Kalachuchi, Frangipani, Plumeria, Temple Flower, Flor de Mayo
Kalachuchi is a small, deciduous tree, 3 to 7 meters high, with a crooked trunk, smooth and shiny stems, succulent with abundant sticky, milky latex that can irritate skin and eyes. It is related to Oleander and there are more than 300 species. This flowering tree is a South American native, brought over by the Spaniards from Mexico. Plumeria flowers are most fragrant at night to lure moths to pollinate them. The common name "Frangipani" comes from an Italian noble family, a 16th century marquess who invented a plumeria-scented perfume.
The bark, leaves and flowers are used in folk medicine--considered anti-inflammatory, diuretic, induces menstrual flow, reduces fever, purgative. In Java and Madera, boiled bark is used to treat venereal disease; in Yucatan, latex is used for toothache, decoction of flowers is used for diabetics in Mexico. Source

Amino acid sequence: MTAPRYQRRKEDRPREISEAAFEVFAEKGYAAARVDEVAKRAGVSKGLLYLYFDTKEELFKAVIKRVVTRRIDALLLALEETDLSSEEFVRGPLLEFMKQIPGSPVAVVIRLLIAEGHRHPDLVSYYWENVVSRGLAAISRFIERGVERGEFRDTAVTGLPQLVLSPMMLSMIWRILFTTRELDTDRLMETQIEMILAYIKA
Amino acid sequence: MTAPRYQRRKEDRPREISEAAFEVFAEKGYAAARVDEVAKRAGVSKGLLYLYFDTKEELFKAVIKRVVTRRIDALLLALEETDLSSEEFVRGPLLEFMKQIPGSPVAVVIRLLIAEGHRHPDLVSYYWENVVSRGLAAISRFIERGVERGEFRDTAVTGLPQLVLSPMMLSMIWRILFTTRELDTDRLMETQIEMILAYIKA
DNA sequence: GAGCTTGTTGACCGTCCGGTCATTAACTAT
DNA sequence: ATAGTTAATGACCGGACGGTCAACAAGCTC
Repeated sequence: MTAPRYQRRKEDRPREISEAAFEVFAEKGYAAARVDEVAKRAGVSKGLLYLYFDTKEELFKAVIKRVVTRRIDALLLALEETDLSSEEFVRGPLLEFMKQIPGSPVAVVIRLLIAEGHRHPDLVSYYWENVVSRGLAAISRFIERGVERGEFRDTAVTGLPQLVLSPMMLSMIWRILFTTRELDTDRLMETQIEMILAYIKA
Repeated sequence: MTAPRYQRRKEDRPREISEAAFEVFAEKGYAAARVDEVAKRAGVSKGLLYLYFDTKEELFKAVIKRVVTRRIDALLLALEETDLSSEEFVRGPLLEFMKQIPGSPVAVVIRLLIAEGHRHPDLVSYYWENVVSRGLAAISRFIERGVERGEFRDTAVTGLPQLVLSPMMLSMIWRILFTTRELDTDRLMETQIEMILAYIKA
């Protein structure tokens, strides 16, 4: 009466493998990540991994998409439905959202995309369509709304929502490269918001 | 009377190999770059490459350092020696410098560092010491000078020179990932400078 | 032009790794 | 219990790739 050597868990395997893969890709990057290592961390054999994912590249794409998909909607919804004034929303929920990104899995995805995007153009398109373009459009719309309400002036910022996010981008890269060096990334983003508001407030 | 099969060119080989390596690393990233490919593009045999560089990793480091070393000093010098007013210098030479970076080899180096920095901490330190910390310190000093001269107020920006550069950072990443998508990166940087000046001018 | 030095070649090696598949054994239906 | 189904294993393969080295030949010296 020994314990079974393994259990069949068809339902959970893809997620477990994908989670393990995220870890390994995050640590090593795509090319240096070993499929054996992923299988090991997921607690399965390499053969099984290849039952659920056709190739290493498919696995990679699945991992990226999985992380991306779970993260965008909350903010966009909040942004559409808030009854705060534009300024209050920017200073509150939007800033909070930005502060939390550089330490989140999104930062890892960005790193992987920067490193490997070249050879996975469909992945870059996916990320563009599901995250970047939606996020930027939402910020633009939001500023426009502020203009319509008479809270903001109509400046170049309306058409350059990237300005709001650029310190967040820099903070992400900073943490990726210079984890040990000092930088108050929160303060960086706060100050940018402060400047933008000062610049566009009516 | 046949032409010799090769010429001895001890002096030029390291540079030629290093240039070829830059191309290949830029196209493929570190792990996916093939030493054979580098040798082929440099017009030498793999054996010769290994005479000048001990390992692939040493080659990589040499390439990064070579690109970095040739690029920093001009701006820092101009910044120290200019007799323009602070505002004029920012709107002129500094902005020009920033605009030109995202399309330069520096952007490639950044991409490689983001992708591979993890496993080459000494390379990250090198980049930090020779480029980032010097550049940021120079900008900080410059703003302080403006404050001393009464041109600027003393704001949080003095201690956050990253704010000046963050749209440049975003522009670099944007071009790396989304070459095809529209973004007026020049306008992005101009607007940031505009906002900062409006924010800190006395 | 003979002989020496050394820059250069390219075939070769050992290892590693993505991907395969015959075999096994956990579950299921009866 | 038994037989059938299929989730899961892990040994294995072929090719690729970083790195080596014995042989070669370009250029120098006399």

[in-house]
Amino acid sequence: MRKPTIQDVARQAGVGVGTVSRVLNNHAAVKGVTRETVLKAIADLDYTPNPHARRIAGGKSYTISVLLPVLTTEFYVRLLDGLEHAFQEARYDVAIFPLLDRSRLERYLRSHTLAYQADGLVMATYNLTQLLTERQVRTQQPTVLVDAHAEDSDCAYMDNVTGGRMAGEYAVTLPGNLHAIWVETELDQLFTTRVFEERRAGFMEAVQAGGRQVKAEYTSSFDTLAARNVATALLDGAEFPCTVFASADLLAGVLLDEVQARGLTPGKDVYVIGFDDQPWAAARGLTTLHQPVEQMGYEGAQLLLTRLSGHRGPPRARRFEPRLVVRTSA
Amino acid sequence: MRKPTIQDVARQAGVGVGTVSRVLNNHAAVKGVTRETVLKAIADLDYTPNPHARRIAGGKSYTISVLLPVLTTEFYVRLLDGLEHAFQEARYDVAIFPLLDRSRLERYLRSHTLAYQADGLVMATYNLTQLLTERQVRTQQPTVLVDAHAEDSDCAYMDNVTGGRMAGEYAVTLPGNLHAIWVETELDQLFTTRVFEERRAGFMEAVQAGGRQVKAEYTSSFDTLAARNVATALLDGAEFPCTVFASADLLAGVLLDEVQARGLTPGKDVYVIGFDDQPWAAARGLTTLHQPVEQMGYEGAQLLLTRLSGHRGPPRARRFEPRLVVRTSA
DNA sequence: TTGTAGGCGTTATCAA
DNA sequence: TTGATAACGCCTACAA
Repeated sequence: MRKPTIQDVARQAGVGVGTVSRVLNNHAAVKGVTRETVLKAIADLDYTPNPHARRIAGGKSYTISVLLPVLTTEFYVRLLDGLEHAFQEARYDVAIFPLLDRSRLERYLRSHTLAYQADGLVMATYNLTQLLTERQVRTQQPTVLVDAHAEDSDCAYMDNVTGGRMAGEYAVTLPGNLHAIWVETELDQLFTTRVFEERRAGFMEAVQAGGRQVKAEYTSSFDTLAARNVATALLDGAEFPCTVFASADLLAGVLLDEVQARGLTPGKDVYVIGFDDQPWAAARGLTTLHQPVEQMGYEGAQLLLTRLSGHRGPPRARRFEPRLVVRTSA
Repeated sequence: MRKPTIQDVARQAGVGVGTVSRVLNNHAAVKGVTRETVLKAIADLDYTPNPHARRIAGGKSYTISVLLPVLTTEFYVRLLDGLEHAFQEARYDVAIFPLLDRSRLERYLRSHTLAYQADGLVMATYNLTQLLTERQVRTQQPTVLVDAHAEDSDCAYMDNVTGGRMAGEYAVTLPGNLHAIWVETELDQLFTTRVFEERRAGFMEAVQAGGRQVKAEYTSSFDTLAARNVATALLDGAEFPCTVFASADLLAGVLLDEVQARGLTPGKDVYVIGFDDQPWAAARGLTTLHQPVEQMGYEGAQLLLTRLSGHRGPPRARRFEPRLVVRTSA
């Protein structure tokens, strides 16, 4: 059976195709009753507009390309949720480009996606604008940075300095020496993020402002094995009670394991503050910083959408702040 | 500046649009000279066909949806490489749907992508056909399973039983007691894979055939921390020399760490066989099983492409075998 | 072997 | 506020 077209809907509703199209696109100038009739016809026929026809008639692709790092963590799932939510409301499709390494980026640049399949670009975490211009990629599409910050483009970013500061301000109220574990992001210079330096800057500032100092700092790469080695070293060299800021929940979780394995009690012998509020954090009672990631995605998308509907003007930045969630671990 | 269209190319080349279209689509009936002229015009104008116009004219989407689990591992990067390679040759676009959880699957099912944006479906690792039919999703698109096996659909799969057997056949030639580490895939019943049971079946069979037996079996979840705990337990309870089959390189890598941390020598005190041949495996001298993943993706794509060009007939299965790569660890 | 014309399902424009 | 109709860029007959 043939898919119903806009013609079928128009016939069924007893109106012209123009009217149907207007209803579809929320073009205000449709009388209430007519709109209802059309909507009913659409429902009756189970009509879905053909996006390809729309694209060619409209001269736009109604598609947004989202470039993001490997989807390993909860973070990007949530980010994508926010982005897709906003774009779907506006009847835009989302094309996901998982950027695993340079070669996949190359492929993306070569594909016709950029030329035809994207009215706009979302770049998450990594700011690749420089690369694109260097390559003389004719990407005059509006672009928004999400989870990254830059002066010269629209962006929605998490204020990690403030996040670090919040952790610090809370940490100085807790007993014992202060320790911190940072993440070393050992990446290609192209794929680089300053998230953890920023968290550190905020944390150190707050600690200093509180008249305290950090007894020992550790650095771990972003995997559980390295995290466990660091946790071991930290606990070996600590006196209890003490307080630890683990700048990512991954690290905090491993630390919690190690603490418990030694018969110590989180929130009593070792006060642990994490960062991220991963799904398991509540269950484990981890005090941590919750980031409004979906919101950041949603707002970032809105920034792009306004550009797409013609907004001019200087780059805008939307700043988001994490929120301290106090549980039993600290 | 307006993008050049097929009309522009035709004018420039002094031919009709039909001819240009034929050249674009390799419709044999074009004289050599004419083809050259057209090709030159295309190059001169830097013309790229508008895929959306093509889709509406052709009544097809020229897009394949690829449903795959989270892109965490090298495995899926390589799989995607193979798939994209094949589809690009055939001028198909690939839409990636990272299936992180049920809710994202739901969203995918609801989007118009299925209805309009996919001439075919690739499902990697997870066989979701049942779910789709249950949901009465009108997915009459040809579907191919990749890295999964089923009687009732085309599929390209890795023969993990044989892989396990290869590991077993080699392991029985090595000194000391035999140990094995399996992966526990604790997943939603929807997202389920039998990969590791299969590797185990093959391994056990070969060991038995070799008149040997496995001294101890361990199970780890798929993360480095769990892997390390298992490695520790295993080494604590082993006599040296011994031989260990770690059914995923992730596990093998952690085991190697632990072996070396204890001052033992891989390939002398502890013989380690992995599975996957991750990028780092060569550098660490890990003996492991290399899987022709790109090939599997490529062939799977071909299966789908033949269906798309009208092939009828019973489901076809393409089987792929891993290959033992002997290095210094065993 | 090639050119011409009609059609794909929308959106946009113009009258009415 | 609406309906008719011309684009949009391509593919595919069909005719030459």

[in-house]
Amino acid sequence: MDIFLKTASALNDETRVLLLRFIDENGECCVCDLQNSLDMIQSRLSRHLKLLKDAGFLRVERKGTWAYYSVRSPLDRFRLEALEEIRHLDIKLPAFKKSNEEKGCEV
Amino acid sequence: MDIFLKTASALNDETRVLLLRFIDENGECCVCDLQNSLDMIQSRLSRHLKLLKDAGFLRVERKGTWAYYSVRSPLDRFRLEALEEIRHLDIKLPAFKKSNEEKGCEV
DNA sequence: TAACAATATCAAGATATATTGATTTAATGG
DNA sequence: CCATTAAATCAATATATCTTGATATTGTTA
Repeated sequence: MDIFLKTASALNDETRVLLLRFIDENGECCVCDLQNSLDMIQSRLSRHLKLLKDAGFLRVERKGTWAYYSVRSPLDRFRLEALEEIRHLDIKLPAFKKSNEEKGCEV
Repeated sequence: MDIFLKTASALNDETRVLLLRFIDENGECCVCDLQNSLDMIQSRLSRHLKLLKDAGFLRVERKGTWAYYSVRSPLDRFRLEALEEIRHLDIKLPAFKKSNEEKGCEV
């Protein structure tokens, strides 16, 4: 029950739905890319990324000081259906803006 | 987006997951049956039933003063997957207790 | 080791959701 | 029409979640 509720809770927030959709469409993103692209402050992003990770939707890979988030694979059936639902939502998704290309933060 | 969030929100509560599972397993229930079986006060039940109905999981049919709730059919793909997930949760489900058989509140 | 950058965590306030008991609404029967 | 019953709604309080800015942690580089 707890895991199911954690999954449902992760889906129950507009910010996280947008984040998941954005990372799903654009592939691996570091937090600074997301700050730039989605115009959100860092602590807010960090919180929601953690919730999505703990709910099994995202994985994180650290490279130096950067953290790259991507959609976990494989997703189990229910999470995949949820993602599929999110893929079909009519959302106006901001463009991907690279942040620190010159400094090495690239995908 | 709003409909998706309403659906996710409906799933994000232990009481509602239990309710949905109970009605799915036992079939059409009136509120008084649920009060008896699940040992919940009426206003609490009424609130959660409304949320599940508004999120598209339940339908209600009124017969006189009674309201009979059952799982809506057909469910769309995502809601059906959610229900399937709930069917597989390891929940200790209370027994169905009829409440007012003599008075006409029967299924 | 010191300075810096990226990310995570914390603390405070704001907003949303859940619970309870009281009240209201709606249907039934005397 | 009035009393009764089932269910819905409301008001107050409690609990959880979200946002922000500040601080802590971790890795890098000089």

In local folklore, Kalachuchi is often associated with ghosts and graveyard as they are often planted in cemeteries, flowers are used in sympathy wreaths. The scent of plumeria has been associated with a vampire in Malay folklore, the pontianak (tiyanak in the Philippines) while Balinese Hindus use the flowers in their temple offerings. In several Pacific Islands, plumerias are used for making leis; in modern Polynesian culture, it can be worn by women to indicate their relationship status---over the right ear if seeking a relationship, and over the left if taken. And on both ears if it's complicated---I made that up.*LoL*
"To be overcome by the fragrance of flowers is a delectable form of defeat." ~ Beverly Nichols